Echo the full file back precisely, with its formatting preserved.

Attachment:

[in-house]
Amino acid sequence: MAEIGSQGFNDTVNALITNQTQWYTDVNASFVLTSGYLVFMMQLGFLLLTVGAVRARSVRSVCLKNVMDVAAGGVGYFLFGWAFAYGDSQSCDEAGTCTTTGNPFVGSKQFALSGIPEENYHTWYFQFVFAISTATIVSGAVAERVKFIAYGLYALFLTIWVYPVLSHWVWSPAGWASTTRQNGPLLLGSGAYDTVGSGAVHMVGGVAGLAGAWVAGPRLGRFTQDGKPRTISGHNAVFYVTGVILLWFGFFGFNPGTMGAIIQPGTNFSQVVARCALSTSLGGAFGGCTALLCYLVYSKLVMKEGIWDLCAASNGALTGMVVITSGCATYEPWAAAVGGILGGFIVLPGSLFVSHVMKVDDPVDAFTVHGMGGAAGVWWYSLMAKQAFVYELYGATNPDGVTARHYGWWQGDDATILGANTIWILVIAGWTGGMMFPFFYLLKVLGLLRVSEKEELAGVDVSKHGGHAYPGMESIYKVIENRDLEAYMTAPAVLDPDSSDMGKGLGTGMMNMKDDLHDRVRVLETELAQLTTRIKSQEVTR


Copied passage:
[in-house]
Amino acid sequence: MAEIGSQGFNDTVNALITNQTQWYTDVNASFVLTSGYLVFMMQLGFLLLTVGAVRARSVRSVCLKNVMDVAAGGVGYFLFGWAFAYGDSQSCDEAGTCTTTGNPFVGSKQFALSGIPEENYHTWYFQFVFAISTATIVSGAVAERVKFIAYGLYALFLTIWVYPVLSHWVWSPAGWASTTRQNGPLLLGSGAYDTVGSGAVHMVGGVAGLAGAWVAGPRLGRFTQDGKPRTISGHNAVFYVTGVILLWFGFFGFNPGTMGAIIQPGTNFSQVVARCALSTSLGGAFGGCTALLCYLVYSKLVMKEGIWDLCAASNGALTGMVVITSGCATYEPWAAAVGGILGGFIVLPGSLFVSHVMKVDDPVDAFTVHGMGGAAGVWWYSLMAKQAFVYELYGATNPDGVTARHYGWWQGDDATILGANTIWILVIAGWTGGMMFPFFYLLKVLGLLRVSEKEELAGVDVSKHGGHAYPGMESIYKVIENRDLEAYMTAPAVLDPDSSDMGKGLGTGMMNMKDDLHDRVRVLETELAQLTTRIKSQEVTR